Energy markets recovering from corona shock, but coal faces 'toxic mix' – experts
Energy markets have largely recovered from the upheaval caused by the coronavirus, and most experts expect few lasting consequences except that coal remains under pressure, reports Jakob Schlandt in the energy newsletter Tagesspiegel Background. "The market no longer assumes that things have changed fundamentally," said Hanns Koenig from the consultancy Aurora Energy Research. Mirko Schlossarczyk from the consultancy enervis told the author that "after the initial demand shock, market participants are increasingly classifying the corona crisis as a relatively short-term, albeit massive, turbulence." He added that medium-term scenarios for the period after 2023 are hardly affected by the pandemic.
After an initial drop, the price for emission certificates in the EU's trading system has almost returned to pre-crisis levels. Koenig said this was also due to the policy reaction. "There are no indications that policy on the EU level will deviate from decisive climate action." He added that calls for weakening climate policy in response to the crisis have subsided both in Germany and in Europe. "The opposite interpretation of the crisis has even prevailed: Corona is interpreted by many actors as a wake-up call for the climate crisis. The European response, but also the German economic stimulus package with many climate policy elements, has contributed to this," Koenig said.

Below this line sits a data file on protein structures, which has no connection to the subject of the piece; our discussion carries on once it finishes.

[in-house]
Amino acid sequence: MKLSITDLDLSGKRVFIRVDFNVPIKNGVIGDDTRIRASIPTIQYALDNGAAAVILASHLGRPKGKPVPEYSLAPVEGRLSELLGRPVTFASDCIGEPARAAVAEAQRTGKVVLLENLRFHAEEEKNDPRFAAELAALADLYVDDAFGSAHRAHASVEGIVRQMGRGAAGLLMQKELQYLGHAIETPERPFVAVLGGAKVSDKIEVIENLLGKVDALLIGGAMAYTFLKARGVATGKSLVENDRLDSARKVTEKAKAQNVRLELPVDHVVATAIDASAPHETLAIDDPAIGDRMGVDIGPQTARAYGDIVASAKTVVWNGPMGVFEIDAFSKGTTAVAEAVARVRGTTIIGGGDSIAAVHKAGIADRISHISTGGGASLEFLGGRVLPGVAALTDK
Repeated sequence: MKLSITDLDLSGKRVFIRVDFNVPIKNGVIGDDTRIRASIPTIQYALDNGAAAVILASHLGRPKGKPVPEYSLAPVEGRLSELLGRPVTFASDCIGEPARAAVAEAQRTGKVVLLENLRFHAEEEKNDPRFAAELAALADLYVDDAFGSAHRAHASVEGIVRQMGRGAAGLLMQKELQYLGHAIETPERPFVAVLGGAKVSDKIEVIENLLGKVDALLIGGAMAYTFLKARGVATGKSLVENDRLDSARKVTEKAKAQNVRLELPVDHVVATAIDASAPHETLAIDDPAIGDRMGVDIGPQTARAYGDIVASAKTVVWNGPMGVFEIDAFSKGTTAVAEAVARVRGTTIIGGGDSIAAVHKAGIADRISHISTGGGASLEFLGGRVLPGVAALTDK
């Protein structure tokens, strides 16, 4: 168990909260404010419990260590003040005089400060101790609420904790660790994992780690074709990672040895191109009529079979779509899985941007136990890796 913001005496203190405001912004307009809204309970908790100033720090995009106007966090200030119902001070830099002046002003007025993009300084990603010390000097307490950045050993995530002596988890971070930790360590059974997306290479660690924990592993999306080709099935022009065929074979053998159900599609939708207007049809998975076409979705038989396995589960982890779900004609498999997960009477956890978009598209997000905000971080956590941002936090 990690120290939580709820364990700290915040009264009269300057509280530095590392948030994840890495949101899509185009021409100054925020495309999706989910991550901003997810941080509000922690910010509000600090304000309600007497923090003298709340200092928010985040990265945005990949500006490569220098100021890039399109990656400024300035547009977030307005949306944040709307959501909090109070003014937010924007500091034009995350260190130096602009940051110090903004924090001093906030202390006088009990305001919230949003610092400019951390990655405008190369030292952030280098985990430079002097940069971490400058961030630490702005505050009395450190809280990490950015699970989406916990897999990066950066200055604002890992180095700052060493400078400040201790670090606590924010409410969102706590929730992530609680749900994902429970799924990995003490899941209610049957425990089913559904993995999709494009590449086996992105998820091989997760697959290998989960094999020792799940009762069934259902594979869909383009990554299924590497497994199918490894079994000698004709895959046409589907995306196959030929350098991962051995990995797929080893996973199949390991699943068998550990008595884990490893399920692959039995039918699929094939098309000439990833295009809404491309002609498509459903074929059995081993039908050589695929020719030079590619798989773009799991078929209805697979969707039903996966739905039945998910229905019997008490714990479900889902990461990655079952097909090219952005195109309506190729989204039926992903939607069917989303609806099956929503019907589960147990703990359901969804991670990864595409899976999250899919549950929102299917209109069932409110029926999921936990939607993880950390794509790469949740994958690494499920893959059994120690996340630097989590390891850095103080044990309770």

Power demand and wholesale prices are also approaching pre-corona levels, albeit much more slowly. A notable exception is gas prices, which have fallen to unprecedented low levels due to the mild winter and full gasholders. This development has created a perfect storm for coal plants, according to the experts. "The combination of reduced electricity demand, extremely low gas prices and recovering CO2 prices remains a toxic mix," Schlossarczyk said. As a consequence, coal plants lose out to gas plants on the market. "In the end, the corona crisis only accelerated the long-term decline of coal," he added.